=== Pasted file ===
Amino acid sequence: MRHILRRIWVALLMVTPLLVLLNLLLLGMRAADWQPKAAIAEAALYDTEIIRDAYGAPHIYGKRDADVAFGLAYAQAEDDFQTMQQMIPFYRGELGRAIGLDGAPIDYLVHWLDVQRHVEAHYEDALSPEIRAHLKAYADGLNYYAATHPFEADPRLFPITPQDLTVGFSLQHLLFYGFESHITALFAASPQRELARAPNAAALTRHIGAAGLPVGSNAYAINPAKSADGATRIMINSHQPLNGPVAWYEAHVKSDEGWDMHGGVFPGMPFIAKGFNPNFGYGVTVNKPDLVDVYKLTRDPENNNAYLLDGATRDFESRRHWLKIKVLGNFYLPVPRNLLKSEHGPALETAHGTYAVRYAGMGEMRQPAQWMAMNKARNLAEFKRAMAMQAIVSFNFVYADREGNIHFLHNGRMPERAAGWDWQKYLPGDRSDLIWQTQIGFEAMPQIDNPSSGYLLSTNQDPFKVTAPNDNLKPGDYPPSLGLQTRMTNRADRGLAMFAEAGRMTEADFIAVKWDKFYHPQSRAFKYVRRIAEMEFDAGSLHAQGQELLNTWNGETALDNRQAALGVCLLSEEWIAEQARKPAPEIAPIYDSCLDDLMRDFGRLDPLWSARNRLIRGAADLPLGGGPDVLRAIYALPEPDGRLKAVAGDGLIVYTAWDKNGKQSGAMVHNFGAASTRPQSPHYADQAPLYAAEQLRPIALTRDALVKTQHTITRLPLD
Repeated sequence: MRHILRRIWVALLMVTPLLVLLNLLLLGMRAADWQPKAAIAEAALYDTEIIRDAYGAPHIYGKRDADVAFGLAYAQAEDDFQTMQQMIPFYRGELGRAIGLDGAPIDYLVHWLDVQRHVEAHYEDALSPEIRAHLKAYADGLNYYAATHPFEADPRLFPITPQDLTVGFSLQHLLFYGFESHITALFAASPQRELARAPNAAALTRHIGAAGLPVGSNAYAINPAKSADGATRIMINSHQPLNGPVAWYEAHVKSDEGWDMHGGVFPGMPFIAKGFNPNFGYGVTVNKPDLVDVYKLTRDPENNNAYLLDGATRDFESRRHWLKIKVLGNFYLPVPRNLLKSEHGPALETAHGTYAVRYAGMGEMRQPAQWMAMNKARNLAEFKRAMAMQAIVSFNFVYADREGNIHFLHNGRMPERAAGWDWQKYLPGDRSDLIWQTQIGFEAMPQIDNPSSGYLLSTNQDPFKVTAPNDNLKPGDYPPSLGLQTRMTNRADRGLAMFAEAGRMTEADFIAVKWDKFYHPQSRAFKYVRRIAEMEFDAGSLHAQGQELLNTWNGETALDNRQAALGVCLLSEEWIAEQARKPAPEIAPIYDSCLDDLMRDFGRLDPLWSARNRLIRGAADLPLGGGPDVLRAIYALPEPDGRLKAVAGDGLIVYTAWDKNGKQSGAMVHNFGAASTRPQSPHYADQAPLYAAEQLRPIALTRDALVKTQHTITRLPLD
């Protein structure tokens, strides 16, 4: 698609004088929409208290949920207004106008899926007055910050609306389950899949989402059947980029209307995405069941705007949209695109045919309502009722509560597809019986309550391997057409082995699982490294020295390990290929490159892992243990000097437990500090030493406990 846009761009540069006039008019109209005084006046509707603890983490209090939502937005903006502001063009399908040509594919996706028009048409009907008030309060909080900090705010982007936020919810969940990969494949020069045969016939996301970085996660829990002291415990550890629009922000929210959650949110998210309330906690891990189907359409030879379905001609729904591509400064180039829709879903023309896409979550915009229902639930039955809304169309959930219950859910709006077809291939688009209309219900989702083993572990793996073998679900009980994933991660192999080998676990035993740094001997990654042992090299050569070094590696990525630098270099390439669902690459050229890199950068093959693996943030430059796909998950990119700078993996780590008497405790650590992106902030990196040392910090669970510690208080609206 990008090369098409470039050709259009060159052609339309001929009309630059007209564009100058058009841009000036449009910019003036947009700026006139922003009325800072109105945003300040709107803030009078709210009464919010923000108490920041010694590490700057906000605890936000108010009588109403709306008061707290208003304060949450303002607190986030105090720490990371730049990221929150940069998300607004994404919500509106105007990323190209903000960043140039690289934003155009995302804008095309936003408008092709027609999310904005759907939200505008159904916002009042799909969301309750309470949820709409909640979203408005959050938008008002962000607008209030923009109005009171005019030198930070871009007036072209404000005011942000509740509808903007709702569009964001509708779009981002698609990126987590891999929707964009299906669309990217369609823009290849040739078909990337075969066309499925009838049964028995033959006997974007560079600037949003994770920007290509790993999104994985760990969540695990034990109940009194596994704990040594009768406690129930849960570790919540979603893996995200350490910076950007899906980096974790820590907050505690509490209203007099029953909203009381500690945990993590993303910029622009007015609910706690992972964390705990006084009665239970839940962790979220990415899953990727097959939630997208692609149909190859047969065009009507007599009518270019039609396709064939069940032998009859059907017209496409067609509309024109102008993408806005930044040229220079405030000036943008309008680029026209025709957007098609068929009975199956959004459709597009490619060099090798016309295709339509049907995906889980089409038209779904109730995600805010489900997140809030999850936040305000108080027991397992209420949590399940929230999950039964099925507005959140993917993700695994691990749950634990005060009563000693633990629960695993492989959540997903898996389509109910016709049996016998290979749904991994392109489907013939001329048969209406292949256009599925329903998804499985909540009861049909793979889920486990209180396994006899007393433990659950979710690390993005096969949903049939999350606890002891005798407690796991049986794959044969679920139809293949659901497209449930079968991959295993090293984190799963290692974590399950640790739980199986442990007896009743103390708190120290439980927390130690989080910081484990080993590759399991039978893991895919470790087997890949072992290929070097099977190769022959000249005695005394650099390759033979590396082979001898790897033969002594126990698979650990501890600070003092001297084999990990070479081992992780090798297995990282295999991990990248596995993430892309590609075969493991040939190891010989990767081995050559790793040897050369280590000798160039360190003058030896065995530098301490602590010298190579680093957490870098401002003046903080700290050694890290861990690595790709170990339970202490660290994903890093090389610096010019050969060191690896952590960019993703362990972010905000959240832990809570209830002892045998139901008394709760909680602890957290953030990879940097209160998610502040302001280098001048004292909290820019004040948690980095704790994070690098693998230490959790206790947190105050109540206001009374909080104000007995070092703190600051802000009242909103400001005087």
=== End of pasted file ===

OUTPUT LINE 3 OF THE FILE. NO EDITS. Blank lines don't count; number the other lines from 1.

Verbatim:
């Protein structure tokens, strides 16, 4: 698609004088929409208290949920207004106008899926007055910050609306389950899949989402059947980029209307995405069941705007949209695109045919309502009722509560597809019986309550391997057409082995699982490294020295390990290929490159892992243990000097437990500090030493406990 846009761009540069006039008019109209005084006046509707603890983490209090939502937005903006502001063009399908040509594919996706028009048409009907008030309060909080900090705010982007936020919810969940990969494949020069045969016939996301970085996660829990002291415990550890629009922000929210959650949110998210309330906690891990189907359409030879379905001609729904591509400064180039829709879903023309896409979550915009229902639930039955809304169309959930219950859910709006077809291939688009209309219900989702083993572990793996073998679900009980994933991660192999080998676990035993740094001997990654042992090299050569070094590696990525630098270099390439669902690459050229890199950068093959693996943030430059796909998950990119700078993996780590008497405790650590992106902030990196040392910090669970510690208080609206 990008090369098409470039050709259009060159052609339309001929009309630059007209564009100058058009841009000036449009910019003036947009700026006139922003009325800072109105945003300040709107803030009078709210009464919010923000108490920041010694590490700057906000605890936000108010009588109403709306008061707290208003304060949450303002607190986030105090720490990371730049990221929150940069998300607004994404919500509106105007990323190209903000960043140039690289934003155009995302804008095309936003408008092709027609999310904005759907939200505008159904916002009042799909969301309750309470949820709409909640979203408005959050938008008002962000607008209030923009109005009171005019030198930070871009007036072209404000005011942000509740509808903007709702569009964001509708779009981002698609990126987590891999929707964009299906669309990217369609823009290849040739078909990337075969066309499925009838049964028995033959006997974007560079600037949003994770920007290509790993999104994985760990969540695990034990109940009194596994704990040594009768406690129930849960570790919540979603893996995200350490910076950007899906980096974790820590907050505690509490209203007099029953909203009381500690945990993590993303910029622009007015609910706690992972964390705990006084009665239970839940962790979220990415899953990727097959939630997208692609149909190859047969065009009507007599009518270019039609396709064939069940032998009859059907017209496409067609509309024109102008993408806005930044040229220079405030000036943008309008680029026209025709957007098609068929009975199956959004459709597009490619060099090798016309295709339509049907995906889980089409038209779904109730995600805010489900997140809030999850936040305000108080027991397992209420949590399940929230999950039964099925507005959140993917993700695994691990749950634990005060009563000693633990629960695993492989959540997903898996389509109910016709049996016998290979749904991994392109489907013939001329048969209406292949256009599925329903998804499985909540009861049909793979889920486990209180396994006899007393433990659950979710690390993005096969949903049939999350606890002891005798407690796991049986794959044969679920139809293949659901497209449930079968991959295993090293984190799963290692974590399950640790739980199986442990007896009743103390708190120290439980927390130690989080910081484990080993590759399991039978893991895919470790087997890949072992290929070097099977190769022959000249005695005394650099390759033979590396082979001898790897033969002594126990698979650990501890600070003092001297084999990990070479081992992780090798297995990282295999991990990248596995993430892309590609075969493991040939190891010989990767081995050559790793040897050369280590000798160039360190003058030896065995530098301490602590010298190579680093957490870098401002003046903080700290050694890290861990690595790709170990339970202490660290994903890093090389610096010019050969060191690896952590960019993703362990972010905000959240832990809570209830002892045998139901008394709760909680602890957290953030990879940097209160998610502040302001280098001048004292909290820019004040948690980095704790994070690098693998230490959790206790947190105050109540206001009374909080104000007995070092703190600051802000009242909103400001005087």